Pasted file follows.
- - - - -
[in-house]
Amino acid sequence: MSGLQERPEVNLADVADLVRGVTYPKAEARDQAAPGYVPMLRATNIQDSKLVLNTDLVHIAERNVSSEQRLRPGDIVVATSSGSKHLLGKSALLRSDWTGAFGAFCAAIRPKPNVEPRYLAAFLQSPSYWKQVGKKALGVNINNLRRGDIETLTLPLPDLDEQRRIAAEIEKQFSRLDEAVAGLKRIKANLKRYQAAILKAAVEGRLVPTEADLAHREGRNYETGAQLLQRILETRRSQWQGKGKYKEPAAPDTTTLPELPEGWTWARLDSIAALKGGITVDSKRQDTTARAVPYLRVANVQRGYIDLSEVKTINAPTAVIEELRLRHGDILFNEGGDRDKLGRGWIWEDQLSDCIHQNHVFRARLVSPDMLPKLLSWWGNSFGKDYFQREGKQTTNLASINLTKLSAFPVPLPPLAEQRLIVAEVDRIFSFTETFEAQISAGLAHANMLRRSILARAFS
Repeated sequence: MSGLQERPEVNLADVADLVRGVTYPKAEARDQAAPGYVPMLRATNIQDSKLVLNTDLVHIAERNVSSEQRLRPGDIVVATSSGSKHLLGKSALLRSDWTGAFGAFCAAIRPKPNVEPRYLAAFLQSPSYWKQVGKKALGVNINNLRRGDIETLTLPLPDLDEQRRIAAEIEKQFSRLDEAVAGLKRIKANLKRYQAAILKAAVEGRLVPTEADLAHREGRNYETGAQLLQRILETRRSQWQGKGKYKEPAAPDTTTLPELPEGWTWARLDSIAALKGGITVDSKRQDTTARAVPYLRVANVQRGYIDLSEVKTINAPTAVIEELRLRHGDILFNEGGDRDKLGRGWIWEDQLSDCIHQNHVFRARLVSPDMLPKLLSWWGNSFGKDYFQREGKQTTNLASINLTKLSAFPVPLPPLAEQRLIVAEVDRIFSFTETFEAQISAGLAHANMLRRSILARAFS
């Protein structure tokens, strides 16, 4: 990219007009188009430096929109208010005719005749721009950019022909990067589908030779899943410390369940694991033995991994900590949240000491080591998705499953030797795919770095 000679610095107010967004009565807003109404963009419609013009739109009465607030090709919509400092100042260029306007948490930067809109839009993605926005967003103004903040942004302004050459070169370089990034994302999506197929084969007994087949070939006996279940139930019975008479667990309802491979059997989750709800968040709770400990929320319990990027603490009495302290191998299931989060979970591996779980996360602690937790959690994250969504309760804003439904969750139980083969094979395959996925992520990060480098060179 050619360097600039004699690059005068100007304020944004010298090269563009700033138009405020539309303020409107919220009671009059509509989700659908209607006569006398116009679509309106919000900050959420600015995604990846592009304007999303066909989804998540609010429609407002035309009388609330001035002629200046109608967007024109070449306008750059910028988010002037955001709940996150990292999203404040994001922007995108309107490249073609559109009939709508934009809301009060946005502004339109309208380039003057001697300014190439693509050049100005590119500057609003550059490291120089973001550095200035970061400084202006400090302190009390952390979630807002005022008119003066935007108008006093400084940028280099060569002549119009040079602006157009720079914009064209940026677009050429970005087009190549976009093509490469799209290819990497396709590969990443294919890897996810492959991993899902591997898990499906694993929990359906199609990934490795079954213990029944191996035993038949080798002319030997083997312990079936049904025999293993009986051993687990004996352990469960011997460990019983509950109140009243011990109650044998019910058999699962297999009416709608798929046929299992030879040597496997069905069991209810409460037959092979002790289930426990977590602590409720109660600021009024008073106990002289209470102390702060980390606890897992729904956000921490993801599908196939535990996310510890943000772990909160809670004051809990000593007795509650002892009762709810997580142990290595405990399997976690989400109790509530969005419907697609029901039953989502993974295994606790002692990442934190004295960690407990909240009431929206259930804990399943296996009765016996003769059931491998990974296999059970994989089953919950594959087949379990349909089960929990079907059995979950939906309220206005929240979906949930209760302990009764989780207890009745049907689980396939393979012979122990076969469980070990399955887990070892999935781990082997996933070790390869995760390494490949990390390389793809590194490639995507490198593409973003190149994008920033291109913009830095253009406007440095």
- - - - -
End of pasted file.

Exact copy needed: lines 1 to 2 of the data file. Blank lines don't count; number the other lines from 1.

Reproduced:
[in-house]
Amino acid sequence: MSGLQERPEVNLADVADLVRGVTYPKAEARDQAAPGYVPMLRATNIQDSKLVLNTDLVHIAERNVSSEQRLRPGDIVVATSSGSKHLLGKSALLRSDWTGAFGAFCAAIRPKPNVEPRYLAAFLQSPSYWKQVGKKALGVNINNLRRGDIETLTLPLPDLDEQRRIAAEIEKQFSRLDEAVAGLKRIKANLKRYQAAILKAAVEGRLVPTEADLAHREGRNYETGAQLLQRILETRRSQWQGKGKYKEPAAPDTTTLPELPEGWTWARLDSIAALKGGITVDSKRQDTTARAVPYLRVANVQRGYIDLSEVKTINAPTAVIEELRLRHGDILFNEGGDRDKLGRGWIWEDQLSDCIHQNHVFRARLVSPDMLPKLLSWWGNSFGKDYFQREGKQTTNLASINLTKLSAFPVPLPPLAEQRLIVAEVDRIFSFTETFEAQISAGLAHANMLRRSILARAFS